“Our constitution was made only for a moral and religious people.  It is wholly inadequate to the government of any other.”

Our leaders are a reflection of “we, the people.”  Our rulers are not hereditary kings or vassals of some foreign power.   They are our vassals.  They reflect our interests and our character, good or bad.  In the Gettysburg Address, Lincoln observed that we have a government, “of the people, by the people, for the people.”  But what kind of people are we? 

Nothing is more devastating to the life of a nation than for its people to live with their backs to God.   Every nation has some king.   While that king may not be a monarch on a throne, nations are ultimately governed by what its people seek to serve.   As Judah drew near to the brink of destruction at the hands of the Babylonians, the prophet Jeremiah’s calls to turn back to the Lord fell on deaf ears.  Like their forefathers in Samuel’s day, Israel had forgotten that the Lord is their only King. 

Israel’s kings were not dynastic.  They ruled by the assent of the people.  The people were not hapless victims of tyranny.  Their kings, like ours, reflected their concerns and character.  Though God had graciously given them a wise and godly ruler in Josiah, their loves and lives longed for the idolatry of Manasseh.   

As Jeremiah called them to turn back, they sighed, “It is hopeless, for [we] have loved [foreign gods], and after them [we] will go.”  When Josiah died, the people sought out his sons, who looked more like their great-grandfather, Manasseh, than their father.   Jeremiah noted that prophets, priests and rulers ruled by lies and deceit, because “my people love to have it so.” (Jeremiah 5:30)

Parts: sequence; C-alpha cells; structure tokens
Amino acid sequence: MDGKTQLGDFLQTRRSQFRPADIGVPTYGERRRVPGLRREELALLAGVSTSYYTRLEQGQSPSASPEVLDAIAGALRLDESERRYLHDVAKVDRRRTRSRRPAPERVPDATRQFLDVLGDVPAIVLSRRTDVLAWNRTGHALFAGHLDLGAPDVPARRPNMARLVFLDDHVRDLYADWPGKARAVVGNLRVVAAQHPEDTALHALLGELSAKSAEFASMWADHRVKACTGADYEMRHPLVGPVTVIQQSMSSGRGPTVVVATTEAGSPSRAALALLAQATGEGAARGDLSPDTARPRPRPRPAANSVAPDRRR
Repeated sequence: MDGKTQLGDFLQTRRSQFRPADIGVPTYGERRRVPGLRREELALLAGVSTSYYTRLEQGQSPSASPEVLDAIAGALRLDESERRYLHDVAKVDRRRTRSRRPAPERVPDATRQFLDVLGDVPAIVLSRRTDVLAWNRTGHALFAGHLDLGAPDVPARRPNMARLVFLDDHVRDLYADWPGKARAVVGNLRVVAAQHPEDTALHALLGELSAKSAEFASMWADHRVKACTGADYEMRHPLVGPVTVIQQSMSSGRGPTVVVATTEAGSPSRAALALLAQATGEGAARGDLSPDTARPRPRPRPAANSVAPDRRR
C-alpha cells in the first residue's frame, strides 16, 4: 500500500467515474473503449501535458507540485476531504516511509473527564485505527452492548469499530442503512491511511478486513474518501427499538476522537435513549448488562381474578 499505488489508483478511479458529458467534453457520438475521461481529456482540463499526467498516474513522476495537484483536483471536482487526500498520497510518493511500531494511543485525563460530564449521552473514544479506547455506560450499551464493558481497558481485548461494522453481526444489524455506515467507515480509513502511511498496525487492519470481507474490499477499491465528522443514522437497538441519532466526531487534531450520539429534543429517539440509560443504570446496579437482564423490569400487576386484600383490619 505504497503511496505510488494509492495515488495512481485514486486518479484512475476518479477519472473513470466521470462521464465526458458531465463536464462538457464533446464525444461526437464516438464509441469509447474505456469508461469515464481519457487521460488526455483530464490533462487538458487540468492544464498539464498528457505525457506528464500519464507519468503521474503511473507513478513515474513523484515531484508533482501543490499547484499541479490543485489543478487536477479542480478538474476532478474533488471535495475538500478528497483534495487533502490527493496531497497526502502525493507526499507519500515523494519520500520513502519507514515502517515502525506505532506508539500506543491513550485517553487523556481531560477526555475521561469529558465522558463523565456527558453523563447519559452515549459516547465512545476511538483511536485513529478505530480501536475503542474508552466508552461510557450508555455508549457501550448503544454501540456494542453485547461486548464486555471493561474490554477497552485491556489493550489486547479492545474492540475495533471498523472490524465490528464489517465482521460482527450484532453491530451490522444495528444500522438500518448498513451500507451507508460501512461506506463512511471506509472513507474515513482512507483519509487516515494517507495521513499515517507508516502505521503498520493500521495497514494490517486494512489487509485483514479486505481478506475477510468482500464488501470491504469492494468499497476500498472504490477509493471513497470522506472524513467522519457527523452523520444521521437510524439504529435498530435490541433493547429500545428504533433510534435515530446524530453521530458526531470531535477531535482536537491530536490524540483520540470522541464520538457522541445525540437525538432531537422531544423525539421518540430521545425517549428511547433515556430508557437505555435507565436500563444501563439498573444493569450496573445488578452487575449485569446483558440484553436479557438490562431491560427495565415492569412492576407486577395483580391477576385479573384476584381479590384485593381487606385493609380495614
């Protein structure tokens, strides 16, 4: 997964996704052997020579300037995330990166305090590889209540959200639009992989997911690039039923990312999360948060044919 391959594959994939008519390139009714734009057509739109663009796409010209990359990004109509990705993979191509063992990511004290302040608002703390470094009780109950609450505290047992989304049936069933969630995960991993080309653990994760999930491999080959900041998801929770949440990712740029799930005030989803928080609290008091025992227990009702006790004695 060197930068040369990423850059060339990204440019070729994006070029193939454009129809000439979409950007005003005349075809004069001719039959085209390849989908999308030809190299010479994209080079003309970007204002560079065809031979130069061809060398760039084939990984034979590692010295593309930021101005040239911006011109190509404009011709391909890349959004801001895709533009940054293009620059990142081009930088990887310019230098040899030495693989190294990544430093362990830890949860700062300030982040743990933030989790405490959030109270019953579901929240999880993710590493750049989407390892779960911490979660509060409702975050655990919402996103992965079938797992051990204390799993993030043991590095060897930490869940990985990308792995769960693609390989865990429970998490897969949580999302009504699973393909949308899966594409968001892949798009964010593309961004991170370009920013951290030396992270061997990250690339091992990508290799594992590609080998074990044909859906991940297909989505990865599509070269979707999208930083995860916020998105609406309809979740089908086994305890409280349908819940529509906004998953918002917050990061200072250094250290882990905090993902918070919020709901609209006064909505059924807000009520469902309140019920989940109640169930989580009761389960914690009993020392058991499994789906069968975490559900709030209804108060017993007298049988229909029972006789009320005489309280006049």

Today, our nation is awash in anarchist fervor.  The cry goes up to tear down and overthrow.  But the tyranny that grips us is not the tyranny of presidents, senators, representatives, judges, governors, mayors, or police.  No, the tyrant that rules our nation is “we, the people” living with our backs to a gracious and loving God.   We have sought every king except the King of Kings and served every lord except the Lord of Lords.  Jesus struck a nerve when he declared, “everyone who practices sin is a slave to sin… [but] if the Son sets you free, you will be free indeed.”  John 8:34-36

Who rules your heart?  Who reigns over your strength, mind, and soul?  Where do you look for deliverance and freedom?  In Jeremiah 21-23, the enemy is at the gates.  God’s judgment is at hand.   After forty years of resisting God’s call to repent, Judah’s king finally seeks an audience with the prophet.  Zedekiah vainly hopes for a miraculous deliverance as in the days of Hezekiah.